Watching and reading news stories about immigrants in the U.S. fleeing to Canada for fear of being deported by Donald Trump’s xenophobic policies prompted thoughts of a past when black Americans fled to Canada to escape slavery. While U.S. schools have taught quite a bit in recent years about the Underground Railroad, much less has been taught about what actually happened to black folks once they got there.
As Women’s History Month draws to a close, it would be interesting to examine some of what I’ve learned about Canada, blacks from the U.S. settling there, abolition, and women. Years ago I spent time researching an oral history of my mom’s great aunt Annie, who fled enslavement in Loudoun County, Virginia, as a young girl and made it all the way to Canada on foot. According to my aunts who knew her, Annie and another girl were smuggled out of Loudoun by a free black bargeman. They then walked overland, sleeping in fields.
One story they remember her telling is about approaching a house owned by white people to ask for food. They were allowed to sleep on the porch next to the family dog to stay warm but were given no blankets. Not quite the passage one imagines when “underground railroad” is mentioned in school. Aunt Annie didn't like to talk much about her experience in slavery—or at least didn't talk about it much in front of children. My aunts only remember that she ran because she said she had “a very mean mistress." She did not remain in Canada after slavery ended and returned to the states, where she married and bought a home back in Loudoun.
In the process of doing that research, I happened upon the story of Mary Ann Shadd-Cary, a free black woman, abolitionist, feminist, and publisher.
Born in Wilmington, Delaware in 1823, Mary Ann Shadd was a teacher, journalist, and outspoken leader of the Canadian emigration movement during the 1850s. Shadd grew up in an abolitionist household. She was the eldest child of Abraham Doras Shadd, a prosperous shoemaker and veteran of the War for American Independence, and Harriett Parnell Shadd. Like many northern elite free blacks, Shadd received a Quaker education. It was through her activist family, teaching and journalism that Shadd secured a pathway into antislavery politics, joining other disenchanted blacks who advocated voluntary relocation to places where slavery had been abolished. Western Canada, now southern Ontario, became a geographic focal point for many black nationalist emigrationists.
Settling in Canada was a symbolic gesture as well as a concrete effort to establish independent free black settlements. Shadd herself wrote of the hypocrisy of the United States, which had identified as a democracy, yet supported slavery. In Canada, part of the British monarchy, blacks would find political and economic freedom. One of the central goals of emigrationists was to establish independent black farming communities, free of white control. During her residence in Chatham, Ontario, Shadd struggled to keep her school afloat. She eventually abandoned teaching and turned to journalism, taking over the Provincial Freeman in Windsor, Ontario in 1853. As the primary editor of the Freeman, Shadd traveled throughout Ontario and parts of the United States in an effort to drum up subscriptions for the fledgling newspaper. In the process, she wrote essays about her travels, revealing her support for sex and race equality. After the Civil War and the death of her husband, Thomas Cary, Mary Shadd Cary returned to the United States, where she earned a law degree from Howard University. She died of stomach cancer in Washington, D.C. in 1893.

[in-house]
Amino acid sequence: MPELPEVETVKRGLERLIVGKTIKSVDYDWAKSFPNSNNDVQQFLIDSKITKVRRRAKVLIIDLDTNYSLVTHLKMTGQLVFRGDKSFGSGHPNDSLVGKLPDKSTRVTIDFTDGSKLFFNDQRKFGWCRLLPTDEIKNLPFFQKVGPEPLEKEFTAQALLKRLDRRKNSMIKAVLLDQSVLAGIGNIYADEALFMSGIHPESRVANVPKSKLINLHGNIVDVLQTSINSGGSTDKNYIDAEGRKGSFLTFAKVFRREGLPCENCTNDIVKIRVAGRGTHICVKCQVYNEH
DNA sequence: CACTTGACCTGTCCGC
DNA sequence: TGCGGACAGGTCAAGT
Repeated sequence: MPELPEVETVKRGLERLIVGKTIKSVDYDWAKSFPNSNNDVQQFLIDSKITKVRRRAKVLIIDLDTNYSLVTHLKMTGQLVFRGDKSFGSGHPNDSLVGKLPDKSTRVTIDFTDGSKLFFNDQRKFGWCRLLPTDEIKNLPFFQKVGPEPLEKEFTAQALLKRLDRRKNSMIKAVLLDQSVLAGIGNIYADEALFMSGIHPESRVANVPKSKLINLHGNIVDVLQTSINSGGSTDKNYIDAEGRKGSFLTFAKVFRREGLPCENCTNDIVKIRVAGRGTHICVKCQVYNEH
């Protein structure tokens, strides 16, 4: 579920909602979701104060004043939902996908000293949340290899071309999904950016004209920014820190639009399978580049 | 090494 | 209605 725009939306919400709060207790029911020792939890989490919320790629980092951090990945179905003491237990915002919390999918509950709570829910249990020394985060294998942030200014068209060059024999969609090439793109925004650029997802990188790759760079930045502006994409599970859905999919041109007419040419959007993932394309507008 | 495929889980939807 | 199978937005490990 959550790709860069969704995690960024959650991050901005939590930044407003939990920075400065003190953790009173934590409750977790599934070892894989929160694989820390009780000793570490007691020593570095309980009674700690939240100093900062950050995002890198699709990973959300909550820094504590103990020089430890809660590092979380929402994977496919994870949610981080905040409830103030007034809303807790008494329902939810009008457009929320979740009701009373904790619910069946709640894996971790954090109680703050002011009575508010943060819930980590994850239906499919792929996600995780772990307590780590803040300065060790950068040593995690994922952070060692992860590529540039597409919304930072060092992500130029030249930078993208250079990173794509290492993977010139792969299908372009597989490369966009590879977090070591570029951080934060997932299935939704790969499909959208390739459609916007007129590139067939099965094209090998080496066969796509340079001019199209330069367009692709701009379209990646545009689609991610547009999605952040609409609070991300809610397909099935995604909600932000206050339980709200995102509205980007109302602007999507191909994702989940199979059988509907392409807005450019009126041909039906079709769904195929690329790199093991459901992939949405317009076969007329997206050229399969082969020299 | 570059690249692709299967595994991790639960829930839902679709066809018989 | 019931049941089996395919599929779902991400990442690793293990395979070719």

She was the second black woman to earn a law degree in the U.S.
At the age of 60 she became only the second Black woman in the United States to earn a law degree behind Charlotte E. Ray, also a Howard University School of Law graduate. Shadd Cary, post-slavery, adopted women's rights as one of her causes. In her later years she began working alongside Susan B. Anthony in the National Woman Suffrage Association, even testifying before the House of Representatives for women's right to vote. Mary Ann Shadd Cary would eventually become the first Black woman to vote in a national election due to her efforts.
While Annie and Mary Ann were both both black women, their Canadian sojourns were very different. Though both ended up returning to the U.S., one fled north to escape brutality while the other went to Canada to fight against it.
For a detailed biography of Shadd Cary, a suggested read is Mary Ann Shadd Cary: The Black Press and Protest in the Nineteenth Century, by Jane Rhodes
"Rhodes provides a well-researched, balanced, clearly written assessment of the extraordinary life of this trailblazing African American feminist and reformer." ―Choice
"In this book we see how a courageous and pugnacious journalist-activist fought arduously to attain freedom from male dominance and establish a model for future feminists." ―Quill & Scroll
"Jane Rhodes' wonderful biography of Mary Ann Shadd Cary... is an insightful and moving portrait of a determined and resourceful Black woman who put all she had into ending slavery and securing full human rights for her people." ―Darlene Clark Hine
Mary Ann Shadd Cary was a courageous and outspoken 19th-century African American who used the press and public speaking to fight slavery and oppression in the United States and Canada. Her life provides a window on the free black experience, emergent black nationalisms, African Americans’ gender ideologies, and the formation of a black public sphere
Reviewer Felecia Jones Ross writes: